If you're not a fan, you might want an intro to the band and it's music. Well then please indulge me in a little quick education so you'll understand why this is not the disc for you.
Sting and The Police are two seperate entities. The Police was a Rock Band infused with punk and reggae stylings. Sting is a singer/songwriter.
While Sting may have written most of The Police's songs (and all of their hits), the idea for the band came from Stewart Copeland and the sound of the band owes much more to the atmosphereric arrangements and keyboard work of Andy Summers. The Police are certainly one of the greatest bands of the 80s and had a great influence on the 90s.
Read more ›
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Format: Audio CD
I must admit that while I liked the music on the 1997 reissue, I thought it was just a pre-holiday cash in on the fanbase and it lacked a lot of the strongest music from both Stings former band the Police, and his solo hits.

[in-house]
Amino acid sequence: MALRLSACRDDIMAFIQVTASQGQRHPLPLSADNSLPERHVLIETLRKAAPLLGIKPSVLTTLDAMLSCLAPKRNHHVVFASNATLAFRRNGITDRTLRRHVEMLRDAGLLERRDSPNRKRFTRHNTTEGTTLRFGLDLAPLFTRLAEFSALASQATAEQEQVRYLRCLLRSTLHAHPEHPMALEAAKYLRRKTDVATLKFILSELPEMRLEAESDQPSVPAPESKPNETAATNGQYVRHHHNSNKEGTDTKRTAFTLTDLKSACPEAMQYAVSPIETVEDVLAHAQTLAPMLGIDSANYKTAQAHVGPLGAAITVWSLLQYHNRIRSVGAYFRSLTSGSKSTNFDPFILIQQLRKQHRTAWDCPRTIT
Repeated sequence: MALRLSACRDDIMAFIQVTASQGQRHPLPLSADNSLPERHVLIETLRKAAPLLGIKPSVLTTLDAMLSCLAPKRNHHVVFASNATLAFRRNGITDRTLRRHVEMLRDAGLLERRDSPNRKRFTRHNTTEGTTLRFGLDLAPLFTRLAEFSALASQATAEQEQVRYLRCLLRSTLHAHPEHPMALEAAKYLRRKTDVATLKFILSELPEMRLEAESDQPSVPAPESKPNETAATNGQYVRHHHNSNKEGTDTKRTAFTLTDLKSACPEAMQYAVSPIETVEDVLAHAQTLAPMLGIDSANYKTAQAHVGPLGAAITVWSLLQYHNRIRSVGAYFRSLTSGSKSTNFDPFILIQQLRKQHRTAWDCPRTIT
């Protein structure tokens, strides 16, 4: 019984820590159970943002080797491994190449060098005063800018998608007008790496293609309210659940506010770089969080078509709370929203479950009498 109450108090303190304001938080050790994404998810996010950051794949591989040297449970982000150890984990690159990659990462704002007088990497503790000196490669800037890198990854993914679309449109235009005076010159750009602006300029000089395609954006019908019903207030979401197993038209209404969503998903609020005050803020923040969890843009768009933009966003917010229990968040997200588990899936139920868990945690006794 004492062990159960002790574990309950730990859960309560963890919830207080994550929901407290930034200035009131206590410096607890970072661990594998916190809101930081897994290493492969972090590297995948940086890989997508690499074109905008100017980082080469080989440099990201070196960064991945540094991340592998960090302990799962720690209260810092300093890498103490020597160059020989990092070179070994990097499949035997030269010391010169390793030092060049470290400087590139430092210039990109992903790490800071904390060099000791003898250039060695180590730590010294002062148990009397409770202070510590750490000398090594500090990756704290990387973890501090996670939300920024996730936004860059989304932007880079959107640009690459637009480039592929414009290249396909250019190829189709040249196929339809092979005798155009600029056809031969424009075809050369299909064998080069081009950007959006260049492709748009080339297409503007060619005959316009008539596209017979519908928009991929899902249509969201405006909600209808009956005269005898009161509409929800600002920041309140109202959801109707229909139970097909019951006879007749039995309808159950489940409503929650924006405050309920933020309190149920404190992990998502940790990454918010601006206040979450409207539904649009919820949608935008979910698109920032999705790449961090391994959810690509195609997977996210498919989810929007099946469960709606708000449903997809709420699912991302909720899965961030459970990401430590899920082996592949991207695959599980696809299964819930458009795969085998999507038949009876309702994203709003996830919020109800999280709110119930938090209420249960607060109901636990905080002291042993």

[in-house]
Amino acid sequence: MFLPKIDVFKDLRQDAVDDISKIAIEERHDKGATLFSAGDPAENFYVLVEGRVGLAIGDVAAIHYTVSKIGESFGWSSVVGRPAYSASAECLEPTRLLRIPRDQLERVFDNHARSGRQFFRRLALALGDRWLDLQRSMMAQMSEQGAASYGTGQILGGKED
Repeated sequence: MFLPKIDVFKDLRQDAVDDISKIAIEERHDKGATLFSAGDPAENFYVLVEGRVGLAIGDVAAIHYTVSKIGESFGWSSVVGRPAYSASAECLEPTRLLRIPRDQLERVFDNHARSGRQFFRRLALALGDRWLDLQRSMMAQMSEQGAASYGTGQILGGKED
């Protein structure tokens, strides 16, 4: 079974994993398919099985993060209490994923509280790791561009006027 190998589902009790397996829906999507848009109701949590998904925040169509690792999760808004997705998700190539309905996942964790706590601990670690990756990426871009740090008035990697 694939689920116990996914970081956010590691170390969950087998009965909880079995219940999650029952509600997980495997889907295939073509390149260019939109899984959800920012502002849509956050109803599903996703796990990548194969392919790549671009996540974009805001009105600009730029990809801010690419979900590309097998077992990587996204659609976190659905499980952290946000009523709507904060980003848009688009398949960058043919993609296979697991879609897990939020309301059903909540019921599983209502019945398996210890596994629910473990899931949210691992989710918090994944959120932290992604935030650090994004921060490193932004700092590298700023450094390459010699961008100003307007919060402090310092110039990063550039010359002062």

The updated version takes 13 of the 15 tracks off the 1997 collection "The Very Best of Sting & The Police" and has five others to replace the two ones that were not pulled off the original. This 2002 re-issue has the beautiful "Fragile", and the great "Seven Days".
It's not suprising that "Every Breath You Take" and "If You Love Somebody, Set them Free" is included because they are among the very best material they've ever made but why didn't they include "King of Pain" or "We'll be Together" on here? However at least they didn't include the disasterous P. Diddy version of Roxanne because it's just drab boring hip-hop fluff aimed at the TRL masses.
Even still though, this 2002 version while much improved, is still a relatively muddled up collection of material from Sting as a solo artist and from The Police. You're best bet is to buy Every Breath You Take: The Classics or Fields Of Gold: Best Of Sting 1984-1994 even though the latter came a bit early in Stings solo career. This CD is not necessarily one to leave alone but it's not exactly the place to start your Sting or Police collection. The newbie fanbase should definately get this one as an introduction to them.
The ultimate choice though is to buy all of Stings solo albums and The Polices albums.